In December 2005, Village Square commenced the instant dispossessory action against ReMax after an ongoing dispute over the amount of rent and other charges owed by ReMax under the Amended Lease. Village Square sought a writ of possession, monetary damages for breach of lease, interest, and reasonable attorney fees and expenses. ReMax filed an answer and counterclaim for set off based on the costs of certain repairs it allegedly had made to the premises. ReMax ultimately consented to the grant of the writ of possession but continued to dispute the amount of damages incurred by Village Square. On January 20, 2006, the trial court entered a consent order granting the writ of possession. ReMax vacated the premises on January 31, 2006. Thereafter, the trial court conducted a bench trial on the issue of damages for breach of the lease.

        At the bench trial, Village Square maintained that while ReMax had paid some of the charges it owed under the Amended Lease, ReMax still owed a portion of base rent from August 1, 2004 through October 31, 2005; unpaid CAM charges; monthly holdover rental fees for November 2005, December 2005, and January 2006; and late fees. Village Square also asserted that ReMax had failed to reimburse it for fines it had incurred for 26 false alarms caused by ReMax’s malfunctioning security system. In sum, Village Square claimed that it wasentitled to 82,415.98 in monetary damages. Additionally, Village Square claimed that it was entitled to 8,241.60 in reasonable attorney fees, an amount representing ten percent of the monetary damages sought.

        ReMax did not dispute the amount of base rent that it owed or that Village Square was entitled to reimbursement for the false alarm charges. But, ReMax disputed the assertion that it owed any late fees, holdover fees, or attorney fees, and it maintained that it had paid out 15,000 for repairs that should be set off against the unpaid CAM charges, since the repairs allegedly should have been performed by Village Square under the Amended Lease.

        Based on the testimony and documentary evidence presented at trial, the trial court entered judgment in favor of Village Square on its breach of lease claim. The trial court found that Village Square was entitled to the full amount it sought in unpaid base rent and false alarm charges, plus a portion of the late fees and holdover rent that it sought, for a total amount of 60,995.87 in damages. The trial court further found that Village Square was entitled to 3,000 in reasonable attorney fees. Finally, the trial court found that ReMax had failed to provide sufficient evidence as to the 15,000 it claimed to have spent on repairs, and, therefore, denied ReMax’s counterclaim for set off. ReMax subsequently filed a motion for new trial or, in the alternative, motion for reconsideration, which the trial court denied after hearing oral argument from the parties. This appeal then ensued.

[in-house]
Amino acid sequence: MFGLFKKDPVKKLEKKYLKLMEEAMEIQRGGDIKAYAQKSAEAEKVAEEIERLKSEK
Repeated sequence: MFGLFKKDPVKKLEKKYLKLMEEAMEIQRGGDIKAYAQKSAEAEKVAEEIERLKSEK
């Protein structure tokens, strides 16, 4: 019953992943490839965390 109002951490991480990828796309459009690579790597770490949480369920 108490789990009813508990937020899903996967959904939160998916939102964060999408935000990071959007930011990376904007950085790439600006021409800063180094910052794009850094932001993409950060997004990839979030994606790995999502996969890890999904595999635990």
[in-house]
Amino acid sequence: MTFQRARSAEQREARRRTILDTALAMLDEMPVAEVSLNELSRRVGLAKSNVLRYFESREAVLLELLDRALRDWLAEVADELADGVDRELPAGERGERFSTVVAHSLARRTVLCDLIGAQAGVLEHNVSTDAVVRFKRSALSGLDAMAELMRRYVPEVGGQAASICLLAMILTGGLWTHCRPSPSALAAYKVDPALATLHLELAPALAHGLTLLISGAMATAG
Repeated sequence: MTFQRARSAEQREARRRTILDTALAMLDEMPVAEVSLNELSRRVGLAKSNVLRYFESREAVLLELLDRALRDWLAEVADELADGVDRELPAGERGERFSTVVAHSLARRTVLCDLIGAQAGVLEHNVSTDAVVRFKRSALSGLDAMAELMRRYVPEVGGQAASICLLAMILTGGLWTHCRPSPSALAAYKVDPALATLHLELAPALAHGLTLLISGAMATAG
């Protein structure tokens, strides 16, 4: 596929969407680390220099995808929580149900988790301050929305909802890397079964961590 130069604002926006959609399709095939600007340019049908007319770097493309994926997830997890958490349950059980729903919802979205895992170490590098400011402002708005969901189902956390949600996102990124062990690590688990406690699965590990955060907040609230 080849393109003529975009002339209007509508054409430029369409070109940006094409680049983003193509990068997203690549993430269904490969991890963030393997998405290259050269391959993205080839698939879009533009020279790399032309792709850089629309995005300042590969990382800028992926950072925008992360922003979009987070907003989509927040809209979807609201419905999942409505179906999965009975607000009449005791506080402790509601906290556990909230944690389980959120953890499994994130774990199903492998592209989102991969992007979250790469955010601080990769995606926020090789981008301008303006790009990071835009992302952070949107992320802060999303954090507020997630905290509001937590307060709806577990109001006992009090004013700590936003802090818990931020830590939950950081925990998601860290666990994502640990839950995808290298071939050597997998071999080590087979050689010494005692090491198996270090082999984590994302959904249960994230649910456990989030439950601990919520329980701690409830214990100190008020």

1. ReMax contends that the trial court erred in denying its counterclaim for set off. “[I]n a bench trial, the trial court sits as the trier of fact and its findings cannot be set aside unless they are clearly erroneous; therefore, the [trial court’s denial of the counterclaim] must be affirmed if there is any evidence to support it.” (Citation omitted.) Smith v. Smith, 281 Ga. 380, 383(1), 637 S.E.2d 662 (2006). Here, there was ample support for the trial court’s finding that ReMax had failed to establish that it had paid out 15,000 for repairs that allegedly should have been paid by Village Square under the Amended Lease.

        As the trial court noted, and as the record reflects, ReMax attempted to establish its counterclaim solely through the testimony of its chief operating officer, who testified generally that he “[could] recall about 15,000.000 worth of different expenditures that [ReMax] made.” ReMax failed to present any more specific testimony or evidence detailing the individual repair expenditures, the necessity for the expenditures, the date of the expenditures, or the nature of the expenditures to show that they should have instead been paid by Village Square. ReMax offered no invoices, statements, estimates, or any other documentary evidence explaining or describing the alleged repairs with greater specificity. Furthermore, the Amended Lease provided that ReMax must “at once report in writing to [Village Square] any defective conditions known to [ReMax] which [Village Square] is required to repair,” but ReMax failed to present any evidence that it fulfilled this reporting obligation. Given this record, the trial court committed no clear error in denying ReMax’s counterclaim for set off. See generally Habel v. Tavormina, 266 Ga.App. 613, 618(3), 597 S.E.2d 645 (2004) (the factfinder at trial is “the sole and exclusive judge[] of the weight and credit given the evidence,” and “[a]s long as there is some evidence to support the verdict,” it will not be overturned) (citation omitted).